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On Our Current IPO Market

December is a month during which annually updated versions of reminiscences and predictions are trotted out in unison across all forms of media. We are treated (or subjected) to farewells to the celebrities who died over the past twelve months, montages of the most outlandish plays in the sporting world, speculation about political developments and, increasingly, which privately held companies will take the plunge of going public. Eleven months ago, of course, almost all financial news outlets (and quite a few non-financial ones) announced their forecasts. With some notable exceptions (like WeWork), the reporting was on the mark. Indeed, we did witness the grand-scale debuts of Uber and Lyft. But, while naming the companies in the hopper accurately, some of the journalism was guilty of overt enthusiasm. Headlines blared: “2019, the Year of the IPO”, and “Expect a Record Year for Tech IPOs”.

 Of course, as 2019 progressed, the honeymoon seemed to come to a hasty conclusion. On CNBC and Bloomberg TV, Uber and Lyft drew more attention than fireworks at the library. Those two IPOs in particular gave the talking heads much to squawk about as the ride hailing giants failed to uphold the underwriters’ pricing, and today, along with the similarly high-profile Peloton, they are trading below their issue prices. More recently, the very public and almost painful to watch spectacle of WeWork’s non-IPO generated more fodder for loud tsk tsk’s. The tone of reporting on the 2019 IPO crop had transformed significantly by mid-year and completely by the third quarter. Ironically, the coup de grâce came from a company that never even conducted an IPO!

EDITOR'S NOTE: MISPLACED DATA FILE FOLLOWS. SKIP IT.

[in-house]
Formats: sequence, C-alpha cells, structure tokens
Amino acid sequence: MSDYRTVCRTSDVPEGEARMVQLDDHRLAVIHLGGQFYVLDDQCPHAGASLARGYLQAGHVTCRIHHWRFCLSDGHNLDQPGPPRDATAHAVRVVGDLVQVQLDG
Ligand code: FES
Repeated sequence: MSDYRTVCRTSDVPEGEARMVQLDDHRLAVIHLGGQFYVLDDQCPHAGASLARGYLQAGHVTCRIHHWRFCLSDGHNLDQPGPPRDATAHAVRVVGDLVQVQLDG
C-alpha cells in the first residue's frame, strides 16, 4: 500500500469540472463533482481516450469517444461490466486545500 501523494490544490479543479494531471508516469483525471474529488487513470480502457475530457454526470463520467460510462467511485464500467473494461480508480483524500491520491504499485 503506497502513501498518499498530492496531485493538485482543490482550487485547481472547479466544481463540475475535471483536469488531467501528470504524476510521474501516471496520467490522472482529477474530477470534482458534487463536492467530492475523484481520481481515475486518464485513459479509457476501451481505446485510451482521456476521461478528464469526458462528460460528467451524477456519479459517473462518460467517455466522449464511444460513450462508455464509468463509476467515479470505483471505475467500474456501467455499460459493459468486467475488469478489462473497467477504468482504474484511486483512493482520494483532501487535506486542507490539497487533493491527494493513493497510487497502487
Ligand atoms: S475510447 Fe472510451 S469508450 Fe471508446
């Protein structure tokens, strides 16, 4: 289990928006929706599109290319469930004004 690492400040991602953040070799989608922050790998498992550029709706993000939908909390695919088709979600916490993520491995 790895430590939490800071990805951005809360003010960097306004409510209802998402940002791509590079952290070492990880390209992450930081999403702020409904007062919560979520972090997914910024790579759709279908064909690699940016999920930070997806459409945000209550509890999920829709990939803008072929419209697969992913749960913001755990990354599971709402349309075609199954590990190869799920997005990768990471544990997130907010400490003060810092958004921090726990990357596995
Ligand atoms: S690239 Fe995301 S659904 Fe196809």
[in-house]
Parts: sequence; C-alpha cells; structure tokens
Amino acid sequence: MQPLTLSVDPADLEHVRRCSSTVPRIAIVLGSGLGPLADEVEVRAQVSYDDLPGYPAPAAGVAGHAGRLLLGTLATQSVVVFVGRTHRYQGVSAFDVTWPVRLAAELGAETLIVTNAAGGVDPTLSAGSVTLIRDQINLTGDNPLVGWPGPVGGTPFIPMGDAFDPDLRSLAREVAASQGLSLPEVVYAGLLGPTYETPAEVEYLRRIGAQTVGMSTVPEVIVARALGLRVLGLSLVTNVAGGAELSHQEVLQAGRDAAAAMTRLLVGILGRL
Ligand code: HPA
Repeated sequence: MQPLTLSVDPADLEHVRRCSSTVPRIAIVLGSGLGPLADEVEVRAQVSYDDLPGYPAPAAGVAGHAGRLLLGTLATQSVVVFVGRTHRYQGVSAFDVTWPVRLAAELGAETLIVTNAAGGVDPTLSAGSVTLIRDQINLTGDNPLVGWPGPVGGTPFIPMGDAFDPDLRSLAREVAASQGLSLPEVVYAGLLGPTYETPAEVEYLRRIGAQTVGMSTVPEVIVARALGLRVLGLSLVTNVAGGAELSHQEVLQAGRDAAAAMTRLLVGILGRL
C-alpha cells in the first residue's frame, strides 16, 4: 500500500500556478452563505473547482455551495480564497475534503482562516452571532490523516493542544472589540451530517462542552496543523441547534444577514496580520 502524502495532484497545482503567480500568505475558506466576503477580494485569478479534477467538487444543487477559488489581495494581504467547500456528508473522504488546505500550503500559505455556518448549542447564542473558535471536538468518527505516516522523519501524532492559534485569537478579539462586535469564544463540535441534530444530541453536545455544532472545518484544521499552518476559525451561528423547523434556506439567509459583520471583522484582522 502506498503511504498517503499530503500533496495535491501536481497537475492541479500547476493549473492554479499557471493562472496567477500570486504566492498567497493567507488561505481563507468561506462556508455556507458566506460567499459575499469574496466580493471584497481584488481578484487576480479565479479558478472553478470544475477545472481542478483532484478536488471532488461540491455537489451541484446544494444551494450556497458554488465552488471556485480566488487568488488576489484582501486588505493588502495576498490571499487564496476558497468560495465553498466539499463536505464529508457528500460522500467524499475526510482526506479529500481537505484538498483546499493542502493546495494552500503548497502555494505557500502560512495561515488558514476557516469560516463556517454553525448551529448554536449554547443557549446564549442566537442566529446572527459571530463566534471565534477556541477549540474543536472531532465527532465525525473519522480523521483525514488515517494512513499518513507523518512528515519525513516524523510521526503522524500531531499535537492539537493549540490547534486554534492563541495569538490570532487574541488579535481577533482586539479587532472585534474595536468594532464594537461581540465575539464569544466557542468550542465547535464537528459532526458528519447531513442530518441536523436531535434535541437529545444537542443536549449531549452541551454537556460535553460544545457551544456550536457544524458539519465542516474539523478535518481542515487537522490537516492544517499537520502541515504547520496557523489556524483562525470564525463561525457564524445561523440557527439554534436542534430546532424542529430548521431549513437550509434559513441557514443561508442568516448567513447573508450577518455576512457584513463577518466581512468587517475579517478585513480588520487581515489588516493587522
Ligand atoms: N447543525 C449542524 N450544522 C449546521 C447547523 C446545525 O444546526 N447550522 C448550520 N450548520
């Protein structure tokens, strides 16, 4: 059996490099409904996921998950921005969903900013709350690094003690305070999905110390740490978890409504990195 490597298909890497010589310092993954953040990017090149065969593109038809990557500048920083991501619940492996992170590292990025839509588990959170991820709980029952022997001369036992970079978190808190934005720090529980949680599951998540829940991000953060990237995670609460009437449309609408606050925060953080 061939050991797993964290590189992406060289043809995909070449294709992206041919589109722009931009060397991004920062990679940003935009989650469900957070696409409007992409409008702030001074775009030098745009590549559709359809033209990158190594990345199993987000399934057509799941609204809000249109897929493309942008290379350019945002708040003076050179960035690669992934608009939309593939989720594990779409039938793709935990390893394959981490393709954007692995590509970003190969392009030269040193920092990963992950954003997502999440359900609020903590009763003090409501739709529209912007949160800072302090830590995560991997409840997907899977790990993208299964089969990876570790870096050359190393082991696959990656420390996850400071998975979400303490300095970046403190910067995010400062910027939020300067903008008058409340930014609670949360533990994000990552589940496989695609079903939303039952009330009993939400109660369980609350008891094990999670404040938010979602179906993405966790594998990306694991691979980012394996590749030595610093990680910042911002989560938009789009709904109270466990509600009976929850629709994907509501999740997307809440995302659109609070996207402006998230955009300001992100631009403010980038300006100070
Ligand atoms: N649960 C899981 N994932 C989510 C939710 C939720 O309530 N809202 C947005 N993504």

Uber, Lyft, and WeWork notably had the effect of making the commentators forget all about 2019’s huge IPO successes like CrowdStrike, Zoom Video Communications, and Beyond Meat, but that’s a whole different story. It’s fine to report on good news, but it’s the juicy disaster stories that can really suck in the viewers, right?

 You may be wondering why you are picking up such negativity in your usually upbeat Iron Edge newsletter. You may be further confused that you’re receiving these vibes about the IPO market from a fund that thrives on providing pre-IPO opportunities to its investors. Our response: This gloomy commentary coming from the major outlets is good news.

 This is not the first time we have seen a cycle like this. There was the dot-com boom and bust, for instance. Granted, the scale was much larger, the stakes much higher, and the world was adorably more naïve then. But it is human nature to get wound up over whatever is new and exciting, and the trip back down to Earth can be a valuable experience. Believe it or not, it was almost twenty-three years ago that then-Fed Chairman Ben Bernanke asked, “How do we know when irrational exuberance has unduly escalated asset values, which then become subject to unexpected and prolonged contractions as they have in Japan over the past decade?”. That phrase — irrational exuberance — was repeated ad nauseum throughout the global stock slump that followed. It is a label that could easily be applied to companies that, because of a slick image and perhaps a cool concept, have attracted wildly unrealistic valuations despite a nasty habit of hemorrhaging money. I’m looking at you, WeWork.